For example, beginning students of Japanese often translate "my name is SprintF" as "watashi no namae wa SuPurintoEfu desu." In practice, the subject (me) is implied, so you just say, "SuPurintoEfu desu." The analogous situation in English is, during a round of introductions, you just say, "Bob," rather than "my name is Bob."

To me, everyday Japanese often reads like advertising copy: "The 2005 SUX5000. Sleek. Roomy. And so affordable." Once the subject is introduced, it's implied until the writer introduces a different subject.
posted by SPrintF at 7:03 PM on September 15, 2004

Thank you all for your help.
posted by codger at 8:27 PM on September 15, 2004

May I just suggest that the title of the presentation be:

"Sentence Fragments. How bad are they?".

As to what Shane mentioned about list poems, Walt Whitman's "Spontaneous Me" is not only the ne plus ultra of list poems built on sentence fragments, it even contains the following meta line:

"Beautiful dripping fragments—the negligent list of one after another, as I happen to call them to me, or think of them".
posted by taz at 10:45 PM on September 15, 2004

Thanks, taz. Here's a fragment of "Spontaneous Me":
The loving day, the mounting sun, the friend I am happy with,
The arm of my friend hanging idly over my shoulder,
The hill-side whiten’d with blossoms of the mountain ash,
The same, late in autumn—the hues of red, yellow, drab, purple, and light and dark green,
The rich coverlid of the grass—animals and birds—the private untrimm’d bank—the primitive apples—the pebble-stones,
Beautiful dripping fragments—the negligent list of one after another, as I happen to call them to me, or think of them,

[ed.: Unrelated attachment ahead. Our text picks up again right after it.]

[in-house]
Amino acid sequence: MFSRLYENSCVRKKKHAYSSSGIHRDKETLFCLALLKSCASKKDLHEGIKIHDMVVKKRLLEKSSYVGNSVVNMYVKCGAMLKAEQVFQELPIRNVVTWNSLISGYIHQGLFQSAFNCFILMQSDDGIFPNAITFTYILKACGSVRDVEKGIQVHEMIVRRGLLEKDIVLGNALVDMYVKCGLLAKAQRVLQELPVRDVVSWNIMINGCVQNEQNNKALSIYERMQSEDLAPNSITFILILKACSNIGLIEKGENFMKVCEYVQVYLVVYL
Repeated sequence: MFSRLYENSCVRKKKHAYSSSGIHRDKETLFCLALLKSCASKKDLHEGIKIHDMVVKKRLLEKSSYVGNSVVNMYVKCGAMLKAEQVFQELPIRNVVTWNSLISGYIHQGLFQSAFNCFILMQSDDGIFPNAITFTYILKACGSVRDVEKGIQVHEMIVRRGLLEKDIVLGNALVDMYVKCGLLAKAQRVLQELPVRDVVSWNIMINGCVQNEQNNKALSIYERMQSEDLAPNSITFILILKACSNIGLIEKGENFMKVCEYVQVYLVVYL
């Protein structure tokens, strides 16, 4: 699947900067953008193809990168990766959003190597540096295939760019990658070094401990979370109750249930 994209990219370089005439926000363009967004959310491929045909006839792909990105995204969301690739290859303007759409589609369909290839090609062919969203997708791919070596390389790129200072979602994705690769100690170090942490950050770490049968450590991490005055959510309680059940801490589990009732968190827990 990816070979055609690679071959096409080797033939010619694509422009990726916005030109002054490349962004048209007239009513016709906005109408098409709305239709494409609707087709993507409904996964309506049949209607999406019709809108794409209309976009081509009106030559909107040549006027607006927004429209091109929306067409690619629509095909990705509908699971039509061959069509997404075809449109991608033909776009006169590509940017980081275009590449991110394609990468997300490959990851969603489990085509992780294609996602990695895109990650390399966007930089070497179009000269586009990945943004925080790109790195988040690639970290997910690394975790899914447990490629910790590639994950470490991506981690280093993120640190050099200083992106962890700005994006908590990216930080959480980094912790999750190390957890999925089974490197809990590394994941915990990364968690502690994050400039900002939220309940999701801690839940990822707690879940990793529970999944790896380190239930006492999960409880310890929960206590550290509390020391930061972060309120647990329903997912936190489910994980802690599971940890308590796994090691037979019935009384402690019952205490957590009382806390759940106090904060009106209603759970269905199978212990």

posted by Shane at 6:57 AM on September 16, 2004

May I just suggest that the title of the presentation be:

"Sentence Fragments. How bad are they?".

Good idea, but shouldn't it be "Sentence Fragments. How bad?"
posted by DevilsAdvocate at 7:48 AM on September 16, 2004

Fairly related: I had an art professor point out that our society tends to like Michelangelo's uncompleted works more than his finely polished ones, where during his time it would have been the opposite. Our society has romanticized the ideas of what's not said (perhaps because of Freud's ideas of the subconscious?), and so we find more value and interest in "filling in the blanks" rather than what seems to us the simple task of appreciating an artist's skill.

Fragments could be seen to work in the same way, with the listener's brain engaged in trying to fill in the blanks. Especially notable in drama, I think. (Harold Pinter's work is a fairly good example, from what I remember.)
posted by occhiblu at 11:45 AM on September 17, 2004